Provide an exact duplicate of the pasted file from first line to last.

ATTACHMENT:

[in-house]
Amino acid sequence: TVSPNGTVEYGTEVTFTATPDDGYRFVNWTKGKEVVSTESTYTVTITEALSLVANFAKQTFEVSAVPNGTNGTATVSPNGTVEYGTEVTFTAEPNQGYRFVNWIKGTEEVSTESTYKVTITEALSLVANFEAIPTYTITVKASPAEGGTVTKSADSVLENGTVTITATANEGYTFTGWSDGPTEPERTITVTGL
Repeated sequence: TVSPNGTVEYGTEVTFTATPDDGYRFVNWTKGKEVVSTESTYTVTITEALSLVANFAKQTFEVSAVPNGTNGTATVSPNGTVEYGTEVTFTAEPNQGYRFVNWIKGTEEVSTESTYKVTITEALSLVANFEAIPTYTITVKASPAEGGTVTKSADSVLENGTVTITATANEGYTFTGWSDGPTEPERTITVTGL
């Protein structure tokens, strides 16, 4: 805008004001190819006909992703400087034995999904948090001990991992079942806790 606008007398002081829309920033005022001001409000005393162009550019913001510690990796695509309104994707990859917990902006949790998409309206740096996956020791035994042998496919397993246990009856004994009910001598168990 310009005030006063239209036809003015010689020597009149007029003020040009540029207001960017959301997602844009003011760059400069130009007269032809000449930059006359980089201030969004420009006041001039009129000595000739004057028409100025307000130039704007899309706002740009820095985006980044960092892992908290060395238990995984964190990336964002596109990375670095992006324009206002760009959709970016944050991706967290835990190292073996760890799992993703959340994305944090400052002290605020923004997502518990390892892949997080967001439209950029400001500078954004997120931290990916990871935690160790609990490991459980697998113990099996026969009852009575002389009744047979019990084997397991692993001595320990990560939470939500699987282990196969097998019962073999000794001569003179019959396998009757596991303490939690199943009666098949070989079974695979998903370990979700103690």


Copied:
[in-house]
Amino acid sequence: TVSPNGTVEYGTEVTFTATPDDGYRFVNWTKGKEVVSTESTYTVTITEALSLVANFAKQTFEVSAVPNGTNGTATVSPNGTVEYGTEVTFTAEPNQGYRFVNWIKGTEEVSTESTYKVTITEALSLVANFEAIPTYTITVKASPAEGGTVTKSADSVLENGTVTITATANEGYTFTGWSDGPTEPERTITVTGL
Repeated sequence: TVSPNGTVEYGTEVTFTATPDDGYRFVNWTKGKEVVSTESTYTVTITEALSLVANFAKQTFEVSAVPNGTNGTATVSPNGTVEYGTEVTFTAEPNQGYRFVNWIKGTEEVSTESTYKVTITEALSLVANFEAIPTYTITVKASPAEGGTVTKSADSVLENGTVTITATANEGYTFTGWSDGPTEPERTITVTGL
């Protein structure tokens, strides 16, 4: 805008004001190819006909992703400087034995999904948090001990991992079942806790 606008007398002081829309920033005022001001409000005393162009550019913001510690990796695509309104994707990859917990902006949790998409309206740096996956020791035994042998496919397993246990009856004994009910001598168990 310009005030006063239209036809003015010689020597009149007029003020040009540029207001960017959301997602844009003011760059400069130009007269032809000449930059006359980089201030969004420009006041001039009129000595000739004057028409100025307000130039704007899309706002740009820095985006980044960092892992908290060395238990995984964190990336964002596109990375670095992006324009206002760009959709970016944050991706967290835990190292073996760890799992993703959340994305944090400052002290605020923004997502518990390892892949997080967001439209950029400001500078954004997120931290990916990871935690160790609990490991459980697998113990099996026969009852009575002389009744047979019990084997397991692993001595320990990560939470939500699987282990196969097998019962073999000794001569003179019959396998009757596991303490939690199943009666098949070989079974695979998903370990979700103690």